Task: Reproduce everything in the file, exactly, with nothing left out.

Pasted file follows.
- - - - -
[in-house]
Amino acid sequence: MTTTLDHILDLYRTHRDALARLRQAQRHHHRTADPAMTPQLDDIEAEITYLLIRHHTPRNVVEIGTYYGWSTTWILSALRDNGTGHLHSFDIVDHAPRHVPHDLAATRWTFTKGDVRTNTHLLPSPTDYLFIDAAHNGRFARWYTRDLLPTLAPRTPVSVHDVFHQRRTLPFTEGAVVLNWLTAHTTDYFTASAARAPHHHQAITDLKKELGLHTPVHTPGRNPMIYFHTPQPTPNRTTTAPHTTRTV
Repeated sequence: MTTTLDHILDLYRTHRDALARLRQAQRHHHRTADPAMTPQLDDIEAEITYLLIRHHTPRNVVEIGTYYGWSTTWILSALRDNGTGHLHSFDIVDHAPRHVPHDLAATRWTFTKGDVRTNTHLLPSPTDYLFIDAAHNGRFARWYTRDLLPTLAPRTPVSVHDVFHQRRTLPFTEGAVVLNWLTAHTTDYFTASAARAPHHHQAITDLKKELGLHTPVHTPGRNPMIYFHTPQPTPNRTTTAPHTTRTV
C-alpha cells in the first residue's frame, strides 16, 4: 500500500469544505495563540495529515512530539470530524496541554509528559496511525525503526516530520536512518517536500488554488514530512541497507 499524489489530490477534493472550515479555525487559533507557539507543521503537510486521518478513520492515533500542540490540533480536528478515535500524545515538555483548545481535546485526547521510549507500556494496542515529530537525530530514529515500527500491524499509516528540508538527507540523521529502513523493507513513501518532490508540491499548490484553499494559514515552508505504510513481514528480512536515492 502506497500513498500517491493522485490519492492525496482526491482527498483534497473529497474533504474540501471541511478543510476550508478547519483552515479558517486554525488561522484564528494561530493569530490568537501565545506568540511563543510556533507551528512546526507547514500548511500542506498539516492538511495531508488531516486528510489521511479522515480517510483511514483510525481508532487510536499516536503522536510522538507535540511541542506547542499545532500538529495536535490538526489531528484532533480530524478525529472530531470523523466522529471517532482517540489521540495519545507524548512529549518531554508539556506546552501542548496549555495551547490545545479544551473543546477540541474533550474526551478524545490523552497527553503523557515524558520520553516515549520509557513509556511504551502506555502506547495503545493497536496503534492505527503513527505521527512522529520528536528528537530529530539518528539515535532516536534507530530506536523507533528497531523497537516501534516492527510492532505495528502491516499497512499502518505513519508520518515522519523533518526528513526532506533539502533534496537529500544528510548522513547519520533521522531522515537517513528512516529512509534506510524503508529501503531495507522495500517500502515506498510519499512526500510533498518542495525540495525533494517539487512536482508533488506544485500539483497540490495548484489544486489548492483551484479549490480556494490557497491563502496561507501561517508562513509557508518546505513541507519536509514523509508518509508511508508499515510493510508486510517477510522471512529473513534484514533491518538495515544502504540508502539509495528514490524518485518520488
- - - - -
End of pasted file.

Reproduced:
[in-house]
Amino acid sequence: MTTTLDHILDLYRTHRDALARLRQAQRHHHRTADPAMTPQLDDIEAEITYLLIRHHTPRNVVEIGTYYGWSTTWILSALRDNGTGHLHSFDIVDHAPRHVPHDLAATRWTFTKGDVRTNTHLLPSPTDYLFIDAAHNGRFARWYTRDLLPTLAPRTPVSVHDVFHQRRTLPFTEGAVVLNWLTAHTTDYFTASAARAPHHHQAITDLKKELGLHTPVHTPGRNPMIYFHTPQPTPNRTTTAPHTTRTV
Repeated sequence: MTTTLDHILDLYRTHRDALARLRQAQRHHHRTADPAMTPQLDDIEAEITYLLIRHHTPRNVVEIGTYYGWSTTWILSALRDNGTGHLHSFDIVDHAPRHVPHDLAATRWTFTKGDVRTNTHLLPSPTDYLFIDAAHNGRFARWYTRDLLPTLAPRTPVSVHDVFHQRRTLPFTEGAVVLNWLTAHTTDYFTASAARAPHHHQAITDLKKELGLHTPVHTPGRNPMIYFHTPQPTPNRTTTAPHTTRTV
C-alpha cells in the first residue's frame, strides 16, 4: 500500500469544505495563540495529515512530539470530524496541554509528559496511525525503526516530520536512518517536500488554488514530512541497507 499524489489530490477534493472550515479555525487559533507557539507543521503537510486521518478513520492515533500542540490540533480536528478515535500524545515538555483548545481535546485526547521510549507500556494496542515529530537525530530514529515500527500491524499509516528540508538527507540523521529502513523493507513513501518532490508540491499548490484553499494559514515552508505504510513481514528480512536515492 502506497500513498500517491493522485490519492492525496482526491482527498483534497473529497474533504474540501471541511478543510476550508478547519483552515479558517486554525488561522484564528494561530493569530490568537501565545506568540511563543510556533507551528512546526507547514500548511500542506498539516492538511495531508488531516486528510489521511479522515480517510483511514483510525481508532487510536499516536503522536510522538507535540511541542506547542499545532500538529495536535490538526489531528484532533480530524478525529472530531470523523466522529471517532482517540489521540495519545507524548512529549518531554508539556506546552501542548496549555495551547490545545479544551473543546477540541474533550474526551478524545490523552497527553503523557515524558520520553516515549520509557513509556511504551502506555502506547495503545493497536496503534492505527503513527505521527512522529520528536528528537530529530539518528539515535532516536534507530530506536523507533528497531523497537516501534516492527510492532505495528502491516499497512499502518505513519508520518515522519523533518526528513526532506533539502533534496537529500544528510548522513547519520533521522531522515537517513528512516529512509534506510524503508529501503531495507522495500517500502515506498510519499512526500510533498518542495525540495525533494517539487512536482508533488506544485500539483497540490495548484489544486489548492483551484479549490480556494490557497491563502496561507501561517508562513509557508518546505513541507519536509514523509508518509508511508508499515510493510508486510517477510522471512529473513534484514533491518538495515544502504540508502539509495528514490524518485518520488